3.) Walking forward. So, when he gets consistent with "heel" on the lead, move forward a few steps. More often than not, the dog will either not move, or move forward ahead of you. If he doesn't move, encourage him to go to your side with the "heel" command and continue walking. If he moves ahead of you, issue the "heel" command and turn to walk a different direction. Be careful with a puppy - they're rambunctious and can start running forward and when you turn to walk a different direction, you could potentially yank his bones. Anyway, when you turn, don't yank on the lead and don't yell "heel" in a panic. Just turn the other way and say heel - if he's excited, you'll probably be saying "heel" just as he runs past you, and you'll need to turn again... Just do this over and over - just a few steps forward and heel - with lots of praise and reward when he stays by your side. Note, this is not a "walk" yet. You're just training - not going somewhere - preferably inside your house so there's no distractions. When he's consistent with that, then you're ready for a walk.
4.) Finals. So, time for the real walk. Plan for a short walk - like to the end of the block then back. Do the same thing you've been teaching him but this time you will have the added challenge of new smells, fire hydrants, squirrels running up the tree, joggers, and other dogs... he's probably going to pull on the lead. Don't yank on it. Just turn to go a different direction and your dog will soon realize he's not going anywhere until he turns too. Keep walking and give lots of praise and reward when he is by your side. After a while of this, he's going to stay by your side everywhere you go.
Now for the disclaimer: I've done this training with a German Shepherd, Doberman Pinscher, Lhasa Apso, and a Bichon Frise with success. We haven't really succeeded in training our 3-year-old adopted bulldog yet.
OOOOHHHHHH you mean where you lead the dog and bully will "heel" I'm sorry [MENTION=2874]anatess[/MENTION] is right. And to do it correctly it is very time consuming, My pack will not walk behind me, and I found it easier to walk with 3 leash in one hand and 2 in the other. All walk in front of me.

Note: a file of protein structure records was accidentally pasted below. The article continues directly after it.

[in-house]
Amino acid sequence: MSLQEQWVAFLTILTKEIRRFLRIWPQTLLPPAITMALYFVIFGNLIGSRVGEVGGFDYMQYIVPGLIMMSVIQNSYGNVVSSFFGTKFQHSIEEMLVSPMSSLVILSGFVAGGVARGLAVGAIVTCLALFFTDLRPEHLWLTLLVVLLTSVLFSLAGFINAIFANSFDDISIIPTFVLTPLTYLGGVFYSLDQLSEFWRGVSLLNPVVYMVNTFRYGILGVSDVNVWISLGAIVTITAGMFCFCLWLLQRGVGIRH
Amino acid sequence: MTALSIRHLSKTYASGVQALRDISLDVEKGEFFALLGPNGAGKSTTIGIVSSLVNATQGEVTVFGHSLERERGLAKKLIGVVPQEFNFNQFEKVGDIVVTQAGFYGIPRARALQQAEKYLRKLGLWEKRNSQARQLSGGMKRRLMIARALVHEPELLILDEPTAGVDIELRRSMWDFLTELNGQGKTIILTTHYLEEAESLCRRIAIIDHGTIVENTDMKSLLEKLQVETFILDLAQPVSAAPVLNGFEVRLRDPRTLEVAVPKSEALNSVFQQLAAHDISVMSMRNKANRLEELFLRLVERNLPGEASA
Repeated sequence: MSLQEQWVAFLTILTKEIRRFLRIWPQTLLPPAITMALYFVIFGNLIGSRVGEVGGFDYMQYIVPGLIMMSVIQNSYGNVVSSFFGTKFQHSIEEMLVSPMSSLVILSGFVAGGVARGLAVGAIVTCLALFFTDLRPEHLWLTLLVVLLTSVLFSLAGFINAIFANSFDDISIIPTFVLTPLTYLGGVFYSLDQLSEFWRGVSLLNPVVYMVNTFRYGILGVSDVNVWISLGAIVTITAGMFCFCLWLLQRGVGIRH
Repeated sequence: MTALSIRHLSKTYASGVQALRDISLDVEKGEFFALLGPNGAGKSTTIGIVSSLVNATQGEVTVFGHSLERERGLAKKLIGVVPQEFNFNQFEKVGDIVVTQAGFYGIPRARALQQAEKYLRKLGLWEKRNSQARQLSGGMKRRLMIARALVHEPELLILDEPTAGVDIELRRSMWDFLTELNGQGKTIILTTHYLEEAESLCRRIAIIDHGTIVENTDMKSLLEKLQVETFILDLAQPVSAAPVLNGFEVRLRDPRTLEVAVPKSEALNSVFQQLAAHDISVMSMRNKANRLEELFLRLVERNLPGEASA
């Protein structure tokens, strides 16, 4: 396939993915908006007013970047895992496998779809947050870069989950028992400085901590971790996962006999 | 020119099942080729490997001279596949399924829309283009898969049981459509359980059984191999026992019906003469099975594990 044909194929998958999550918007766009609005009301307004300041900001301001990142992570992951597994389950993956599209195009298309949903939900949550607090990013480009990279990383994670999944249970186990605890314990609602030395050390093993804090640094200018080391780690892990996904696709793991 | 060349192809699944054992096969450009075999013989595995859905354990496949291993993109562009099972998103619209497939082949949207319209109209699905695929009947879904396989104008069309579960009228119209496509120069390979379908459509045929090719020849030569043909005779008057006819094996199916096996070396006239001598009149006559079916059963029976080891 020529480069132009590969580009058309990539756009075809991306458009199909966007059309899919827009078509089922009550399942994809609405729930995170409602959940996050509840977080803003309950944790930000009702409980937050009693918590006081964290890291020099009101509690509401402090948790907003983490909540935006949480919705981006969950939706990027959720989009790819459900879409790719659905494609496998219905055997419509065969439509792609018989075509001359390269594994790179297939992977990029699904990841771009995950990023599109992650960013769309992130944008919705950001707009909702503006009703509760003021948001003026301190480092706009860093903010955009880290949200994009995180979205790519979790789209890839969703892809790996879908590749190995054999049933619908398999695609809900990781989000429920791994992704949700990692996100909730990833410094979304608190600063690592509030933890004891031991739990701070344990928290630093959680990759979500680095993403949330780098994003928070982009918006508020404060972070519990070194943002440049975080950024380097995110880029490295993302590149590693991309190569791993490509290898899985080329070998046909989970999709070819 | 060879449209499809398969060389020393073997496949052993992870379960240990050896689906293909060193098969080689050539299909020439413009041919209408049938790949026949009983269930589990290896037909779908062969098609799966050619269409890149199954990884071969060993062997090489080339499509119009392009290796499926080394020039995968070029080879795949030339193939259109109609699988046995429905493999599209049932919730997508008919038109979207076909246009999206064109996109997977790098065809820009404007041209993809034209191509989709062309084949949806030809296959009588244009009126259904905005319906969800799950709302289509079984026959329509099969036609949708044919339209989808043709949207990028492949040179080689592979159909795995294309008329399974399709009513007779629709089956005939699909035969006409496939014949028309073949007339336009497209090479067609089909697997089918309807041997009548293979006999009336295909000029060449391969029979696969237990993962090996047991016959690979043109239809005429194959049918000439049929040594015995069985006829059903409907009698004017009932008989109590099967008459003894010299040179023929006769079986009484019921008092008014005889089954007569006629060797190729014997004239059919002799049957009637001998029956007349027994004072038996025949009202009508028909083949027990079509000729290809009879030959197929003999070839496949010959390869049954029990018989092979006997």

OOOOHHHHHH you mean where you lead the dog and bully will "heel" I'm sorry @anatess is right. And to do it correctly it is very time consuming, My pack will not walk behind me, and I found it easier to walk with 3 leash in one hand and 2 in the other. All walk in front of me.
I enrolled Tate in the puppy class at PetSmart. He (and I), learned "loose leash walking", and now he's in the intermediate class where he's learning "heel". For us, it's been a challenge, and it takes a lot of practice but it's quite do-able.
Us too Cali! We have Angus in classes right now and we are using the regular loop leash, not the one with a button. It was weird, at first Angus didn't like the collar on him and he kept trying to chew on it but now he just trots by our side on our walk. I highly recommend the loose leash
Oh yea, I forgot to mention... it is better to use the regular el-cheapo nylon leash than the retractable leash. Even if you set the retractable leash on lock to get a loose leash, the bulldog is strong enough to release that lock if he gets distracted.
The first time I put Lucys lead on she slipped the collar pretty quickly
but with a bucket load of patience and a pocket full of treats she soon got there. Now, she trots along happily weaving around me as we go which suits me fine, she doesnt pull and thats what matters most to me